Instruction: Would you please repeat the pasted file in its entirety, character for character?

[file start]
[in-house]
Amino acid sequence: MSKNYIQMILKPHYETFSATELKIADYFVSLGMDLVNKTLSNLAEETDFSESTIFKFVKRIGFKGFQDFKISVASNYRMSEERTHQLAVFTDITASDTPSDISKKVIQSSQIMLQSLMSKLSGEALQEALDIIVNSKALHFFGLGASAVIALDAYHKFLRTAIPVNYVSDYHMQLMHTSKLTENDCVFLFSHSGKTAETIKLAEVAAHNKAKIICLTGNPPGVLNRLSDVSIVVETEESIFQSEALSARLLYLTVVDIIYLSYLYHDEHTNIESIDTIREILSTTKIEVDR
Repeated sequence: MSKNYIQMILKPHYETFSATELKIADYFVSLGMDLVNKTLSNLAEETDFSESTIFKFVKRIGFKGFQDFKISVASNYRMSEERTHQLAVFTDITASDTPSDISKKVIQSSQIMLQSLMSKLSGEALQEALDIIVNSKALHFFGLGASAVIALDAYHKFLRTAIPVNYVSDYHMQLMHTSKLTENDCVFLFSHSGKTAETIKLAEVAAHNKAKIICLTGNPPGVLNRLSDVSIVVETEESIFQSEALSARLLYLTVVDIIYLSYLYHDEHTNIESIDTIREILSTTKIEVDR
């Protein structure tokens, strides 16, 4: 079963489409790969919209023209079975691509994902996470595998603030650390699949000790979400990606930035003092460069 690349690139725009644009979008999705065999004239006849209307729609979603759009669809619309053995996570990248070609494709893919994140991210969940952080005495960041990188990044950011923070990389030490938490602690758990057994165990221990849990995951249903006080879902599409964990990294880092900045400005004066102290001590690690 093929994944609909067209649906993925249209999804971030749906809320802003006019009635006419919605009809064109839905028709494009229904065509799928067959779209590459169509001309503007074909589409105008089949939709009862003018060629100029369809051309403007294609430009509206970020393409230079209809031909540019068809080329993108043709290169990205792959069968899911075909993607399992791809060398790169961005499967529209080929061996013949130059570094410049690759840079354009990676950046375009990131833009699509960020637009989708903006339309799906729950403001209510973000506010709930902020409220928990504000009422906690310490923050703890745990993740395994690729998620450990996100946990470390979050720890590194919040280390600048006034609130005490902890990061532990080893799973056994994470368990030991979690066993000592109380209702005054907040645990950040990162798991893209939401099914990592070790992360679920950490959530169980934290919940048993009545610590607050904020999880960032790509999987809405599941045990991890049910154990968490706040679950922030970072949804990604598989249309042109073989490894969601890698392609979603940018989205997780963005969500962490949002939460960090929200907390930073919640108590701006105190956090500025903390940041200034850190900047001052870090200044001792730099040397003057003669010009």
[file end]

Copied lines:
[in-house]
Amino acid sequence: MSKNYIQMILKPHYETFSATELKIADYFVSLGMDLVNKTLSNLAEETDFSESTIFKFVKRIGFKGFQDFKISVASNYRMSEERTHQLAVFTDITASDTPSDISKKVIQSSQIMLQSLMSKLSGEALQEALDIIVNSKALHFFGLGASAVIALDAYHKFLRTAIPVNYVSDYHMQLMHTSKLTENDCVFLFSHSGKTAETIKLAEVAAHNKAKIICLTGNPPGVLNRLSDVSIVVETEESIFQSEALSARLLYLTVVDIIYLSYLYHDEHTNIESIDTIREILSTTKIEVDR
Repeated sequence: MSKNYIQMILKPHYETFSATELKIADYFVSLGMDLVNKTLSNLAEETDFSESTIFKFVKRIGFKGFQDFKISVASNYRMSEERTHQLAVFTDITASDTPSDISKKVIQSSQIMLQSLMSKLSGEALQEALDIIVNSKALHFFGLGASAVIALDAYHKFLRTAIPVNYVSDYHMQLMHTSKLTENDCVFLFSHSGKTAETIKLAEVAAHNKAKIICLTGNPPGVLNRLSDVSIVVETEESIFQSEALSARLLYLTVVDIIYLSYLYHDEHTNIESIDTIREILSTTKIEVDR
């Protein structure tokens, strides 16, 4: 079963489409790969919209023209079975691509994902996470595998603030650390699949000790979400990606930035003092460069 690349690139725009644009979008999705065999004239006849209307729609979603759009669809619309053995996570990248070609494709893919994140991210969940952080005495960041990188990044950011923070990389030490938490602690758990057994165990221990849990995951249903006080879902599409964990990294880092900045400005004066102290001590690690 093929994944609909067209649906993925249209999804971030749906809320802003006019009635006419919605009809064109839905028709494009229904065509799928067959779209590459169509001309503007074909589409105008089949939709009862003018060629100029369809051309403007294609430009509206970020393409230079209809031909540019068809080329993108043709290169990205792959069968899911075909993607399992791809060398790169961005499967529209080929061996013949130059570094410049690759840079354009990676950046375009990131833009699509960020637009989708903006339309799906729950403001209510973000506010709930902020409220928990504000009422906690310490923050703890745990993740395994690729998620450990996100946990470390979050720890590194919040280390600048006034609130005490902890990061532990080893799973056994994470368990030991979690066993000592109380209702005054907040645990950040990162798991893209939401099914990592070790992360679920950490959530169980934290919940048993009545610590607050904020999880960032790509999987809405599941045990991890049910154990968490706040679950922030970072949804990604598989249309042109073989490894969601890698392609979603940018989205997780963005969500962490949002939460960090929200907390930073919640108590701006105190956090500025903390940041200034850190900047001052870090200044001792730099040397003057003669010009």